Learn about the AETC network’s 35 years of supporting the HIV care community. The following video celebrates the program’s history, accomplishments, and milestones in response to the HIV epidemic since 1987:
HIV affects everyone. This World’s AIDS Day, let’s help #StopHIVStigma. Everyone, everywhere must have access to health and HIV services without fear of stigma, discrimination and criminalization. Access the CDC’s Stigma Language Guide to learn how to talk about HIV in a way that is not stigmatizing.
To honor this year’s theme of equity, we’ve compiled some of Pacific AETC’s stigma and racial equity trainings.
PrEP Ready! Community of Practice: Building your Community’s HIV Prevention Capacity with a Health Equity Lens (On-Demand)
PrEP Ready! Community of Practice is a peer-to-peer EHE learning community to strengthen equitable PrEP programming at FQHCs. This session was presented by members of the West Region CDC Capacity Building Assistance Providers from California Prevention Training Center, Denver Prevention Training Center, and San Francisco Department of Public Health – Center for Learning and Innovation.
HIV Learning Network – HIV and Harm Reduction: A Cultural Approach (Upcoming)
Description: Harm reduction strategies help to lessen the harms associated with drug use and related behaviors to increase the risk of HIV infection. Harm reduction plays a significant role in preventing drug-related deaths and offering access to treatment, social services, and healthcare. Current narratives around harm reduction and recovery are dominated by a white lens, depicting white communities as the most vulnerable victims of the current opioid crisis. From 2015 – 2020, there was a 213% increase in overdose death rates for Black men – the largest increase experienced by any demographic group (Black Harm Reduction Network). In this session, Dr. Gigi Simmons will explore the history of HIV and harm reduction in the Black community, and examine how the media portrayal of HIV and harm reduction shape our views of how we approach harm reduction with Black people with HIV.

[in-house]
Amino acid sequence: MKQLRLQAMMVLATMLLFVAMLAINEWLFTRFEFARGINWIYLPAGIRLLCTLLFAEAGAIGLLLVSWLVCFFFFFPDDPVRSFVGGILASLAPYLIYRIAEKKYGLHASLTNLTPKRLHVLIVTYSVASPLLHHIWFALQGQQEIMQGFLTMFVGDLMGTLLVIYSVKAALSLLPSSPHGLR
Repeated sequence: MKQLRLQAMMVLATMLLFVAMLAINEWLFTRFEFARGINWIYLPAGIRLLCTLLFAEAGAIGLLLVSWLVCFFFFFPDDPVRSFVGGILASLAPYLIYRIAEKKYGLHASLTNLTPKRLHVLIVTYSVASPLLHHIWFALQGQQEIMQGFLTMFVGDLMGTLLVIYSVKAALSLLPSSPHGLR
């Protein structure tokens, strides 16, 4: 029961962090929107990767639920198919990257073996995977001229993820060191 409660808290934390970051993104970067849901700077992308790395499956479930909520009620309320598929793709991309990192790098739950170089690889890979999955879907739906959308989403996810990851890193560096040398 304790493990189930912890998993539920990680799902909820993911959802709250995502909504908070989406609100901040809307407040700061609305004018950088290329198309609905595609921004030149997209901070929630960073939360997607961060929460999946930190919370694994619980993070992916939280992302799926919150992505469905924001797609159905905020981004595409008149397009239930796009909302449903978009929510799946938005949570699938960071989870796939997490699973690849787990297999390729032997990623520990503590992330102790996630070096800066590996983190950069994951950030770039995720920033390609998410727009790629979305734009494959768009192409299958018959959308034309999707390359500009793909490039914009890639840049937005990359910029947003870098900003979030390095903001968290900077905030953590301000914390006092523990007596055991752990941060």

HIV Learning Network – HIV Stigma & LBGT Communities (On-Demand)
Description: LGBT Communities are disproportionately affected by HIV. Men who have sex with men and transgender people experience stigma and discrimination that can negatively affect their engagement and retention in HIV care and prevention services. In this session, Shawn Demmons, MPH, will discuss and define the different types of stigma that affect these communities and the impact that stigma has on these communities, and discuss strategies to reduce stigma on a intrapersonal, communal and organizational level.
Understanding the Impact of the Structural Racism on Clinical Care: Lessons from HIV and COVID-19 (On-Demand)
Description: In order to understand how health inequities in various chronic disease such as HIV and SUD occur, it is necessary to examine their associations with longstanding structural racism. This on-demand course will provide an overview of structural racism in the context of the clinical care and review what lessons have ben learned from the HIV and COVID-19 pandemics that can inform future work, and help to interrogate systems and structures which perpetuate structural racism in order to take steps to move toward providing services with an anti-oppression and anti-racism lens. Presented by THE Collaborative Principal Investigator, Monica Hahn, MD, MPH, MS, AAHIVS.
HIV Learning Network – Culturally-Based Programs to Improve Engagement and Health Outcomes: Addressing Stigma for Native Hawaiian with HIV (On-Demand)
Presented by Malulani Orton, Native Hawaiian Medical Case Manager, Hawai’i Health & Harm Reduction Center.
New: PrEP Ready! Community of Practice Past Sessions Available
PrEP Ready! CoP is a peer-to peer EHE learning community to strengthen equitable PrEP programming at FQHCs in the Pacific Region. Sessions are created to help to enhance the various aspects required to offer successful PrEP delivery services with a health equity lens. While PrEP Ready! CoP session are only open to FQHCs in EHE jurisdictions in the Pacific Region, we believe all healthcare organizations offering PrEP can find the materials developed useful.
Below is a list of past session with registration links to view the archived recordings, slides, PrEP implementation tools, and other materials developed for each session. Click on each title to register!